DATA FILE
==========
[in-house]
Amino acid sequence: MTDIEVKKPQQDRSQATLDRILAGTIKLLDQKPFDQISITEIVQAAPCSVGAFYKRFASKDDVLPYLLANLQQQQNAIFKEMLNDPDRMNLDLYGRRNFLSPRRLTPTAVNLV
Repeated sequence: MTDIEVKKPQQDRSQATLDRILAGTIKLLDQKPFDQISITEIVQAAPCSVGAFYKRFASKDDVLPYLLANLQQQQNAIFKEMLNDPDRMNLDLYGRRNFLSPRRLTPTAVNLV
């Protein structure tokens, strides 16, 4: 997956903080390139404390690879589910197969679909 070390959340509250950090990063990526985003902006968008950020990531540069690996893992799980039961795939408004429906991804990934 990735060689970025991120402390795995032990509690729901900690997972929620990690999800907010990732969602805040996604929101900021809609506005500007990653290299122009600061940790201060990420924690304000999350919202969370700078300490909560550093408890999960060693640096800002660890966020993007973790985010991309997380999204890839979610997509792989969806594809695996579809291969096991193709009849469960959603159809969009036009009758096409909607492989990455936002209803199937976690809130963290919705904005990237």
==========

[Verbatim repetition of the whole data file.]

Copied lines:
[in-house]
Amino acid sequence: MTDIEVKKPQQDRSQATLDRILAGTIKLLDQKPFDQISITEIVQAAPCSVGAFYKRFASKDDVLPYLLANLQQQQNAIFKEMLNDPDRMNLDLYGRRNFLSPRRLTPTAVNLV
Repeated sequence: MTDIEVKKPQQDRSQATLDRILAGTIKLLDQKPFDQISITEIVQAAPCSVGAFYKRFASKDDVLPYLLANLQQQQNAIFKEMLNDPDRMNLDLYGRRNFLSPRRLTPTAVNLV
């Protein structure tokens, strides 16, 4: 997956903080390139404390690879589910197969679909 070390959340509250950090990063990526985003902006968008950020990531540069690996893992799980039961795939408004429906991804990934 990735060689970025991120402390795995032990509690729901900690997972929620990690999800907010990732969602805040996604929101900021809609506005500007990653290299122009600061940790201060990420924690304000999350919202969370700078300490909560550093408890999960060693640096800002660890966020993007973790985010991309997380999204890839979610997509792989969806594809695996579809291969096991193709009849469960959603159809969009036009009758096409909607492989990455936002209803199937976690809130963290919705904005990237």